St Tikhon, Bishop of Amathus
A wonderworker, Tikhon was chosen unanimously as bishop on the death of blessed Mnemonius, and consecrated by the renowned Epiphanius for the diocese of Amathus. The purity of his life and his zealous adherence to Orthodoxy recommended him for this rank. There were still pagans in Cyprus at that time, and Tikhon undertook with apostolic zeal to turn the unbelievers into believers, and he had great success in this. After lengthy toil in the Lord's vineyard, he entered into the eternity of the blessed in about 425. He is named a wonderworker because of the many miracles that he performed during his lifetime. His father was a baker, and whenever his father left him alone in the shop, he would distribute the bread to the poor without payment. His father reproached him once for doing this, so he prayed to God and their storehouse became so full of grain that they could open the door only with difficulty. Another time he planted a dry slip from a vine and the vine grew green and bore fruit in its season.
The Holy Martyrs Tigrius and Eutropius
They were both priests with St John Chrysostom. When evil men drove St John from Constantinople, the cathedral was set on fire, the flames from it rising high and failing upon the houses of those who were persecuting this light of the Church. The people saw the finger of God at work in this event, but St John"s enemies blamed his followers for the fire. Many of them suffered because of this, including the priest Tigrius and the reader Eutroplus. The civil governor, an unbaptised Greek called Optatius, started a particularly venomous hunt for the followers of St John. Tigrius had been the slave of a rich man in his youth, and had been castrated. Set free from slavery, he had devoted himself entirely to the service of the Church and shone in that service like a ray of light. Optatius gave this "meek, humble, merciful and hospitable" man over to vicious torture and then sent him into exile, to Mesopotamia, where he died while still in captivity. Eutropius, chaste and pure from his earliest youth, without vice or guile, was flogged with bull-whips and staves and finally hanged. When Christians took his body for burial, a melodious angelic chanting was heard in the sky above them.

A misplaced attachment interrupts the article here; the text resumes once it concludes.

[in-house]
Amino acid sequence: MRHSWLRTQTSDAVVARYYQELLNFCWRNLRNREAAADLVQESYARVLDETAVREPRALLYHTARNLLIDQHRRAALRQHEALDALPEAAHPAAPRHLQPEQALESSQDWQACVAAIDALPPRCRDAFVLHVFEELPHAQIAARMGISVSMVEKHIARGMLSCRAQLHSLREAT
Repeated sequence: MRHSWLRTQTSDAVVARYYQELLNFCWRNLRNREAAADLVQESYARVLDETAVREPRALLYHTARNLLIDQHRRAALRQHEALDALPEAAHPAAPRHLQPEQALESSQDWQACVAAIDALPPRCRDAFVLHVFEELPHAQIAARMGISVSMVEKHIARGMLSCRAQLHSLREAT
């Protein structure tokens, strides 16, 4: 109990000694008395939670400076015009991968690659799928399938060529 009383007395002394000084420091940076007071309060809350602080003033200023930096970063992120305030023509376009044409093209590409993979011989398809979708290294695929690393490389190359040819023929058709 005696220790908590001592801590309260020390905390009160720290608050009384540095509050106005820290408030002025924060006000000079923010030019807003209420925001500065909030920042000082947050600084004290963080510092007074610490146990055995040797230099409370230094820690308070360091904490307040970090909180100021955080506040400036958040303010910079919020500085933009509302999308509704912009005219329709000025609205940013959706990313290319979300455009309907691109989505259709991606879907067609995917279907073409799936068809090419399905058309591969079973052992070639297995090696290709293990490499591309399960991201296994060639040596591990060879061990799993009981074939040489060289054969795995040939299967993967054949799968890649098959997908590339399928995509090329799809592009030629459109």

St. Mark the Just of Apollonias
Nephew of the Apostle Barnabas
Venerable Tikhon of Lukhov (1503)
The Monk Tikhon of Lukhovsk, and Kostroma (in the world Timofei), was born within the bounds of the Lithuanian princedom and was in military service there. In the year 1482, not wanting to accept Uniatism, he went from Lithuania to Russia. The saint gave away everything that he had, accepted monastic orders with the name Tikhon and settled in Kostroma diocese in the Lukhovsk region. The city of Lukh was at that time given to prince Feodor Bel'sky, together with whom the Monk Tikhon had come from Lithuania...
Five Martyrs of Nicomedia
On this day also is celebrated the memory of 5 Nikomedian and 40 Roman Martyrs. The time of their suffering is unknown.
Forty Martyrs of Rome
Venerable Tikhon of Kaluga or Medin (1492)
The Monk Tikhon of Medynsk and Kaluzh, in his youth accepted monastic vows at one of the Moscow monasteries, , but through his love for solitude he settled at an isolated spot near Maloyaroslavl'. He pursued asceticism in a deep dense forest, on the bank of the River Vepreika, in the hollow of an aged giant oak. Once during the time of an hunt prince Vasilii Yaroslavich (grandson of Vladimir the Brave), having come upon the Monk Tikhon, angrily ordered him to immediately quit his domain, and made bold to raise his lash against the monk. The hand of the prince grew immediately numb...
St. Kaikhosro the Georgian (1612)
The life of St. Kaikhosro the Georgian has been passed down to our century in the works of Archbishop Timote (Gabashvili), a famous Church figure and historian of the 18th century. In a passage describing the frescoes and commemoration books of the Holy Cross Monastery in Jerusalem, Bishop Timote writes that an image of St. Kaikhosro the Georgian is among the sacred frescoes. According to the commemoration books of the Holy Cross Monastery, St. Kaikhosro the Georgian was tortured to death by Shah Abbas I in 1612 for his pious veneration of the holy icons.
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